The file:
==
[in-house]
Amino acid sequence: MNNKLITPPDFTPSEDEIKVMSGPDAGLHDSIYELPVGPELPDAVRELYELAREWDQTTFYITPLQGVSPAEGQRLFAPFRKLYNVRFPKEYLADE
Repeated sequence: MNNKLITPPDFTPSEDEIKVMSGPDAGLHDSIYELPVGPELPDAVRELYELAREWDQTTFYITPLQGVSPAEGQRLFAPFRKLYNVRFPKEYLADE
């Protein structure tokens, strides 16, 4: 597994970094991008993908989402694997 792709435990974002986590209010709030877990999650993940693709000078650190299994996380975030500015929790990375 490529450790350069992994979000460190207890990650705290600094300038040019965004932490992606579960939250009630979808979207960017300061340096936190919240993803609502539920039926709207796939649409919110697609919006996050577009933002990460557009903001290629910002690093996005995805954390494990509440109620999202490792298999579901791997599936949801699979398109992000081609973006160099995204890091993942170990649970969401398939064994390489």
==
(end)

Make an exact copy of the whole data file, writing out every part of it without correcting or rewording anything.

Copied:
[in-house]
Amino acid sequence: MNNKLITPPDFTPSEDEIKVMSGPDAGLHDSIYELPVGPELPDAVRELYELAREWDQTTFYITPLQGVSPAEGQRLFAPFRKLYNVRFPKEYLADE
Repeated sequence: MNNKLITPPDFTPSEDEIKVMSGPDAGLHDSIYELPVGPELPDAVRELYELAREWDQTTFYITPLQGVSPAEGQRLFAPFRKLYNVRFPKEYLADE
């Protein structure tokens, strides 16, 4: 597994970094991008993908989402694997 792709435990974002986590209010709030877990999650993940693709000078650190299994996380975030500015929790990375 490529450790350069992994979000460190207890990650705290600094300038040019965004932490992606579960939250009630979808979207960017300061340096936190919240993803609502539920039926709207796939649409919110697609919006996050577009933002990460557009903001290629910002690093996005995805954390494990509440109620999202490792298999579901791997599936949801699979398109992000081609973006160099995204890091993942170990649970969401398939064994390489």